The best books to expand your grasp of Marcel Proust

Who am I?

I first read Swann’s Way when I was seventeen. Throughout the following five decades, In Search of Lost Time has always remained within reach, a parallel universe more enriching than words can express. As a painter, I’m drawn to Proust’s subtle use of paintings to reveal and mystify the relationship between what we see and what we know. I’ve spoken on Proust at Berkeley, the Museum of Fine Arts in Boston and Houston, and was invited to give the annual Proust lecture at the Center for Fiction in New York as well as the Amon Carter Lecture on the Arts at the Harry Ransom Center in Austin.


I wrote...

Paintings in Proust: A Visual Companion to in Search of Lost Time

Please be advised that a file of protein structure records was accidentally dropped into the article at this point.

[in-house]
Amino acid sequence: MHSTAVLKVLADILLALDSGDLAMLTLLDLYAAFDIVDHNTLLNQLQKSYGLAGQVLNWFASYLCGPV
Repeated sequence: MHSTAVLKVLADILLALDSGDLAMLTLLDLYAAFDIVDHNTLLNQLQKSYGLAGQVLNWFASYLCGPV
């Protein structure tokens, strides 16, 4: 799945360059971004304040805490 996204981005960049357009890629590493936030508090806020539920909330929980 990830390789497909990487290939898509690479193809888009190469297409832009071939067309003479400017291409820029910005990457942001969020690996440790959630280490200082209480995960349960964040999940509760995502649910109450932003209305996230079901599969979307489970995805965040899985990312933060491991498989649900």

By Eric Karpeles,

Book cover of Paintings in Proust: A Visual Companion to in Search of Lost Time

What is my book about?

A lavishly illustrated and comprehensive guide, Paintings in Proust offers a feast for the eyes, celebrating the close relationship between the visual and literary arts in Proust’s masterwork. All of the paintings to which Proust makes exact reference are identified, and where only a painter’s name is mentioned, a representative work has been selected to illustrate the impression the novelist sought to evoke. Botticelli maidens, Mantegna warriors, and Manet courtesans stand amidst Whistler and Vermeer landscapes to flesh out the novel’s palpable and impalpable realities.